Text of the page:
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A tale about surmounting life’s most difficult moments and finding hope when one least expects it.

BEFORE AND AGAIN

A young woman loses her daughter in a car accident and struggles to build a new life for herself in the aftermath of tragedy.

Mackenzie Cooper was driving her 5-year-old daughter to a play date when she missed a stop sign and collided with another car, killing both the other driver and her own daughter. A few years later, after Mackenzie has been divorced by her husband, dropped by her friends, disowned by her mother, and dragged through the mud by the press, she has finally created a quiet existence for herself. She lives in the sleepy town of Devon, Vermont, with two cats and a dog and works as a makeup artist at the spa in a local inn. She's changed her name to Maggie Reid, and almost no one in Devon knows about the accident or the probation officer who's been keeping tabs on her since that fateful day. Everything changes for Maggie the day her new friend Grace’s son is criminally charged with high-profile computer hacking, bringing the press swarming to Devon and dredging up many painful memories for Maggie. Worse yet, when Maggie accompanies Grace to meet with an attorney, they bump into Maggie’s ex-husband, Edward. Maggie learns that Edward has purchased the inn where she works, and he is moving to Devon. As Edward reaches out to Maggie with one overture after another, it quickly becomes apparent that the inn is not the only reason her ex was drawn to this particular town. Before she can reconcile with Edward, however, Maggie must find a way to accept the person she was before the accident and forgive herself for her past. Through a fast-paced and accessible narrative voice, Delinsky tackles many weighty issues in this complicated tale of friendship, loss, love, and redemption.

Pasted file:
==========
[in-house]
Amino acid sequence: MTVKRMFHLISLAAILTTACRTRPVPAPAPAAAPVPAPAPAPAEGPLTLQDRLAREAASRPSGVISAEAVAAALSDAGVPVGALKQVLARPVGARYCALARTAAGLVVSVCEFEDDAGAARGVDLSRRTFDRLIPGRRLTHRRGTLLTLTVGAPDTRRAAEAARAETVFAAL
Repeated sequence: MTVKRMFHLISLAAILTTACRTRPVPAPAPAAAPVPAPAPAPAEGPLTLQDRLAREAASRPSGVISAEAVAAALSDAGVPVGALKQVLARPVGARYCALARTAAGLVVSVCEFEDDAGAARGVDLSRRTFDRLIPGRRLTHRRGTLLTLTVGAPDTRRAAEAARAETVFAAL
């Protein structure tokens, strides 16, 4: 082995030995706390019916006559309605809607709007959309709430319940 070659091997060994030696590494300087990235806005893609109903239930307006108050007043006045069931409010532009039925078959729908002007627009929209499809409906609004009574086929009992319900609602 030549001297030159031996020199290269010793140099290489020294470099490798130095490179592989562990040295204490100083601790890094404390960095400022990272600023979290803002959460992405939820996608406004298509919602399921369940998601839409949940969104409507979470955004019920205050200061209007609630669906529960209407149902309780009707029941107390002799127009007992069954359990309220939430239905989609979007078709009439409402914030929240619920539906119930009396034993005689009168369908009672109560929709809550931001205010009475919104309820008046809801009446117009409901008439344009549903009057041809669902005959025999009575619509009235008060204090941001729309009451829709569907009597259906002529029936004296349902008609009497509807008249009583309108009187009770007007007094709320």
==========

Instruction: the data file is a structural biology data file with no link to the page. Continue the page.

A tale about surmounting life’s most difficult moments and finding hope when one least expects it.

Pub Date: June 26, 2018

ISBN: 978-1-250-11949-0

Page Count: 416

Publisher: St. Martin's

Review Posted Online: April 3, 2018

Kirkus Reviews Issue: April 15, 2018